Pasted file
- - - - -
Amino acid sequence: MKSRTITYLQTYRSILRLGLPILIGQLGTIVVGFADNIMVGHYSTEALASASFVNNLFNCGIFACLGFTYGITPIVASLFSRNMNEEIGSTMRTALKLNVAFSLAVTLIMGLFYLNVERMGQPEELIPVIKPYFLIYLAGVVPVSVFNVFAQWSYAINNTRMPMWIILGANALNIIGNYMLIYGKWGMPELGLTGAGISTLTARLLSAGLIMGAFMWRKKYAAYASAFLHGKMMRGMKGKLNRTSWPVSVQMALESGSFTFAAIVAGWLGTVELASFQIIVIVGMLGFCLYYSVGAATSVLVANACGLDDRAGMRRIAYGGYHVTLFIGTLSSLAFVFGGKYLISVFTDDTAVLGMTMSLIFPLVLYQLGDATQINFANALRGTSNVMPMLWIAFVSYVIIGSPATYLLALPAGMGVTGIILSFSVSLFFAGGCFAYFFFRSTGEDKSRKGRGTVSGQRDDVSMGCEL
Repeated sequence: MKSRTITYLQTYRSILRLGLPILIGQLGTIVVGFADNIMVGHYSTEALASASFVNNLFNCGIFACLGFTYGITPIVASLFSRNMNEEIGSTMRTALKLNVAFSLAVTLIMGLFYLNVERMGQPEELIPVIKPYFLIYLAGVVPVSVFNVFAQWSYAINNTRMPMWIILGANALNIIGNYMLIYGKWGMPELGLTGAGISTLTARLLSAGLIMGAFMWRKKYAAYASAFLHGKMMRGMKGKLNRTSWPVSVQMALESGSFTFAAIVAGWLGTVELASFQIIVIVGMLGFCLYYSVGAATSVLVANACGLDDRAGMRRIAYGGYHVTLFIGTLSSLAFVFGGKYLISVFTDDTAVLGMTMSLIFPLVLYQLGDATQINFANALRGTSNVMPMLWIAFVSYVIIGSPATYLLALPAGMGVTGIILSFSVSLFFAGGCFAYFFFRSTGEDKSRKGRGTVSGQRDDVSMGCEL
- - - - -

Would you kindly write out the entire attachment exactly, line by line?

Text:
Amino acid sequence: MKSRTITYLQTYRSILRLGLPILIGQLGTIVVGFADNIMVGHYSTEALASASFVNNLFNCGIFACLGFTYGITPIVASLFSRNMNEEIGSTMRTALKLNVAFSLAVTLIMGLFYLNVERMGQPEELIPVIKPYFLIYLAGVVPVSVFNVFAQWSYAINNTRMPMWIILGANALNIIGNYMLIYGKWGMPELGLTGAGISTLTARLLSAGLIMGAFMWRKKYAAYASAFLHGKMMRGMKGKLNRTSWPVSVQMALESGSFTFAAIVAGWLGTVELASFQIIVIVGMLGFCLYYSVGAATSVLVANACGLDDRAGMRRIAYGGYHVTLFIGTLSSLAFVFGGKYLISVFTDDTAVLGMTMSLIFPLVLYQLGDATQINFANALRGTSNVMPMLWIAFVSYVIIGSPATYLLALPAGMGVTGIILSFSVSLFFAGGCFAYFFFRSTGEDKSRKGRGTVSGQRDDVSMGCEL
Repeated sequence: MKSRTITYLQTYRSILRLGLPILIGQLGTIVVGFADNIMVGHYSTEALASASFVNNLFNCGIFACLGFTYGITPIVASLFSRNMNEEIGSTMRTALKLNVAFSLAVTLIMGLFYLNVERMGQPEELIPVIKPYFLIYLAGVVPVSVFNVFAQWSYAINNTRMPMWIILGANALNIIGNYMLIYGKWGMPELGLTGAGISTLTARLLSAGLIMGAFMWRKKYAAYASAFLHGKMMRGMKGKLNRTSWPVSVQMALESGSFTFAAIVAGWLGTVELASFQIIVIVGMLGFCLYYSVGAATSVLVANACGLDDRAGMRRIAYGGYHVTLFIGTLSSLAFVFGGKYLISVFTDDTAVLGMTMSLIFPLVLYQLGDATQINFANALRGTSNVMPMLWIAFVSYVIIGSPATYLLALPAGMGVTGIILSFSVSLFFAGGCFAYFFFRSTGEDKSRKGRGTVSGQRDDVSMGCEL